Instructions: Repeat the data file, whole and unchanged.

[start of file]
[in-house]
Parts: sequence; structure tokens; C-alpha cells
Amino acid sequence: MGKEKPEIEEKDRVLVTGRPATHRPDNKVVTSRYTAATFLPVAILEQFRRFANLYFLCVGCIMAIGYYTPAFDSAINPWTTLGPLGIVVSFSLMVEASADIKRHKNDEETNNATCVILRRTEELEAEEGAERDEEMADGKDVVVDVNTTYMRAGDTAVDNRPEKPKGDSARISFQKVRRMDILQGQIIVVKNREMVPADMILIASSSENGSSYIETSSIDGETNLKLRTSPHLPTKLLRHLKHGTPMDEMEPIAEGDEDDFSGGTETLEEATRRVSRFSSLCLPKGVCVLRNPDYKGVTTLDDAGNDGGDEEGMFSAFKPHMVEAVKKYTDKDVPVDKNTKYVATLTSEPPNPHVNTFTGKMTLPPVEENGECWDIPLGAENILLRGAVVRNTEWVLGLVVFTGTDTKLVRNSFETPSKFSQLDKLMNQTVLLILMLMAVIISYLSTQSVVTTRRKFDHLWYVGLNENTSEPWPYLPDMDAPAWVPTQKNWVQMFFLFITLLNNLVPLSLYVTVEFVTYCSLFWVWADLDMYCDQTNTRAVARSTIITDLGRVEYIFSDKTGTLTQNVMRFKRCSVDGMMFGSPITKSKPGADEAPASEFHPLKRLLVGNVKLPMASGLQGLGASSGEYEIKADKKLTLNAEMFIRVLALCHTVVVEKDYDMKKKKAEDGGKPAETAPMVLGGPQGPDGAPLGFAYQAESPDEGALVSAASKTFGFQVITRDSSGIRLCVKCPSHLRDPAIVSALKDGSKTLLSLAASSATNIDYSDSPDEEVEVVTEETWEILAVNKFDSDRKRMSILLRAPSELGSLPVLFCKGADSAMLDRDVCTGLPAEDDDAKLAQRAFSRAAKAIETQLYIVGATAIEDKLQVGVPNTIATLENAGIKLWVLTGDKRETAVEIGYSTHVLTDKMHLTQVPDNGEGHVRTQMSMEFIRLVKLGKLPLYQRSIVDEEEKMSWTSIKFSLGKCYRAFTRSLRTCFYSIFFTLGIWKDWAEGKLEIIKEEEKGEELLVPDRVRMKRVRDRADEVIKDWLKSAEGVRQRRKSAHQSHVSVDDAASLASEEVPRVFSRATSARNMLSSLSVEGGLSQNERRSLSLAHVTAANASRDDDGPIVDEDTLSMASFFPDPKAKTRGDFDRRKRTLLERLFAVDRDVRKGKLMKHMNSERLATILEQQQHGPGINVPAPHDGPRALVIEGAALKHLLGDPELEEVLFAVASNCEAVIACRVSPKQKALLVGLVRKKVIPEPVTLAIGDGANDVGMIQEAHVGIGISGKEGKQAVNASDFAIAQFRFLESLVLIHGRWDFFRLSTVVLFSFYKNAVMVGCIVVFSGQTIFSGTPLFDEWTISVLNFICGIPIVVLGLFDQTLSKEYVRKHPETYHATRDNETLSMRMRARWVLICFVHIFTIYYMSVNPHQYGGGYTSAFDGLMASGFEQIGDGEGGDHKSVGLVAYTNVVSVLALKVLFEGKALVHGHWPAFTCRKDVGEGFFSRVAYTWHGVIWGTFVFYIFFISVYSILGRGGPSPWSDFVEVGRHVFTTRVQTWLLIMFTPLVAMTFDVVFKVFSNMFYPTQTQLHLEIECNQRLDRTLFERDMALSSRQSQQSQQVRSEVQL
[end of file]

[in-house]
Parts: sequence; structure tokens; C-alpha cells
Amino acid sequence: MGKEKPEIEEKDRVLVTGRPATHRPDNKVVTSRYTAATFLPVAILEQFRRFANLYFLCVGCIMAIGYYTPAFDSAINPWTTLGPLGIVVSFSLMVEASADIKRHKNDEETNNATCVILRRTEELEAEEGAERDEEMADGKDVVVDVNTTYMRAGDTAVDNRPEKPKGDSARISFQKVRRMDILQGQIIVVKNREMVPADMILIASSSENGSSYIETSSIDGETNLKLRTSPHLPTKLLRHLKHGTPMDEMEPIAEGDEDDFSGGTETLEEATRRVSRFSSLCLPKGVCVLRNPDYKGVTTLDDAGNDGGDEEGMFSAFKPHMVEAVKKYTDKDVPVDKNTKYVATLTSEPPNPHVNTFTGKMTLPPVEENGECWDIPLGAENILLRGAVVRNTEWVLGLVVFTGTDTKLVRNSFETPSKFSQLDKLMNQTVLLILMLMAVIISYLSTQSVVTTRRKFDHLWYVGLNENTSEPWPYLPDMDAPAWVPTQKNWVQMFFLFITLLNNLVPLSLYVTVEFVTYCSLFWVWADLDMYCDQTNTRAVARSTIITDLGRVEYIFSDKTGTLTQNVMRFKRCSVDGMMFGSPITKSKPGADEAPASEFHPLKRLLVGNVKLPMASGLQGLGASSGEYEIKADKKLTLNAEMFIRVLALCHTVVVEKDYDMKKKKAEDGGKPAETAPMVLGGPQGPDGAPLGFAYQAESPDEGALVSAASKTFGFQVITRDSSGIRLCVKCPSHLRDPAIVSALKDGSKTLLSLAASSATNIDYSDSPDEEVEVVTEETWEILAVNKFDSDRKRMSILLRAPSELGSLPVLFCKGADSAMLDRDVCTGLPAEDDDAKLAQRAFSRAAKAIETQLYIVGATAIEDKLQVGVPNTIATLENAGIKLWVLTGDKRETAVEIGYSTHVLTDKMHLTQVPDNGEGHVRTQMSMEFIRLVKLGKLPLYQRSIVDEEEKMSWTSIKFSLGKCYRAFTRSLRTCFYSIFFTLGIWKDWAEGKLEIIKEEEKGEELLVPDRVRMKRVRDRADEVIKDWLKSAEGVRQRRKSAHQSHVSVDDAASLASEEVPRVFSRATSARNMLSSLSVEGGLSQNERRSLSLAHVTAANASRDDDGPIVDEDTLSMASFFPDPKAKTRGDFDRRKRTLLERLFAVDRDVRKGKLMKHMNSERLATILEQQQHGPGINVPAPHDGPRALVIEGAALKHLLGDPELEEVLFAVASNCEAVIACRVSPKQKALLVGLVRKKVIPEPVTLAIGDGANDVGMIQEAHVGIGISGKEGKQAVNASDFAIAQFRFLESLVLIHGRWDFFRLSTVVLFSFYKNAVMVGCIVVFSGQTIFSGTPLFDEWTISVLNFICGIPIVVLGLFDQTLSKEYVRKHPETYHATRDNETLSMRMRARWVLICFVHIFTIYYMSVNPHQYGGGYTSAFDGLMASGFEQIGDGEGGDHKSVGLVAYTNVVSVLALKVLFEGKALVHGHWPAFTCRKDVGEGFFSRVAYTWHGVIWGTFVFYIFFISVYSILGRGGPSPWSDFVEVGRHVFTTRVQTWLLIMFTPLVAMTFDVVFKVFSNMFYPTQTQLHLEIECNQRLDRTLFERDMALSSRQSQQSQQVRSEVQL